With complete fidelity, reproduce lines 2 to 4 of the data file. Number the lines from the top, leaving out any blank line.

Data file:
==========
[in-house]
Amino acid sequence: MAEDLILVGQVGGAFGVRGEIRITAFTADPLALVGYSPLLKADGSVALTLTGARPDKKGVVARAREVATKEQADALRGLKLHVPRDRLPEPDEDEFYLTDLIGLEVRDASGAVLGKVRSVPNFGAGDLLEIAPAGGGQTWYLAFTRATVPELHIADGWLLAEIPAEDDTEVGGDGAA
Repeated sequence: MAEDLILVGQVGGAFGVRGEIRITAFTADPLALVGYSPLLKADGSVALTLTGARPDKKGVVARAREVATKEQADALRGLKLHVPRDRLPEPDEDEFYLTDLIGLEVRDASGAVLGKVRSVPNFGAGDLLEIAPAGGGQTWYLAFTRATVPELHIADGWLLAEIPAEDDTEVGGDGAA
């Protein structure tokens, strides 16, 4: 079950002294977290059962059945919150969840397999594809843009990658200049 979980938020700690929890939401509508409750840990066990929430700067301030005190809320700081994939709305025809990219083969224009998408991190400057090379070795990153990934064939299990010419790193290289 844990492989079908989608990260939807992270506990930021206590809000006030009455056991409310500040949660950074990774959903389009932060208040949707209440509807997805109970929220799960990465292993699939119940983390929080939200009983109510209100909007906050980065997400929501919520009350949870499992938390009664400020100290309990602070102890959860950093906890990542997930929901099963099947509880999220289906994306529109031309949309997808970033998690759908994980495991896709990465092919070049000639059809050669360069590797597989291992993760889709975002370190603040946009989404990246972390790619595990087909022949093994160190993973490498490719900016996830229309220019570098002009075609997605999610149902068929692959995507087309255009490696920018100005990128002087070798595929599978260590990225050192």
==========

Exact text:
Amino acid sequence: MAEDLILVGQVGGAFGVRGEIRITAFTADPLALVGYSPLLKADGSVALTLTGARPDKKGVVARAREVATKEQADALRGLKLHVPRDRLPEPDEDEFYLTDLIGLEVRDASGAVLGKVRSVPNFGAGDLLEIAPAGGGQTWYLAFTRATVPELHIADGWLLAEIPAEDDTEVGGDGAA
Repeated sequence: MAEDLILVGQVGGAFGVRGEIRITAFTADPLALVGYSPLLKADGSVALTLTGARPDKKGVVARAREVATKEQADALRGLKLHVPRDRLPEPDEDEFYLTDLIGLEVRDASGAVLGKVRSVPNFGAGDLLEIAPAGGGQTWYLAFTRATVPELHIADGWLLAEIPAEDDTEVGGDGAA
């Protein structure tokens, strides 16, 4: 079950002294977290059962059945919150969840397999594809843009990658200049 979980938020700690929890939401509508409750840990066990929430700067301030005190809320700081994939709305025809990219083969224009998408991190400057090379070795990153990934064939299990010419790193290289 844990492989079908989608990260939807992270506990930021206590809000006030009455056991409310500040949660950074990774959903389009932060208040949707209440509807997805109970929220799960990465292993699939119940983390929080939200009983109510209100909007906050980065997400929501919520009350949870499992938390009664400020100290309990602070102890959860950093906890990542997930929901099963099947509880999220289906994306529109031309949309997808970033998690759908994980495991896709990465092919070049000639059809050669360069590797597989291992993760889709975002370190603040946009989404990246972390790619595990087909022949093994160190993973490498490719900016996830229309220019570098002009075609997605999610149902068929692959995507087309255009490696920018100005990128002087070798595929599978260590990225050192």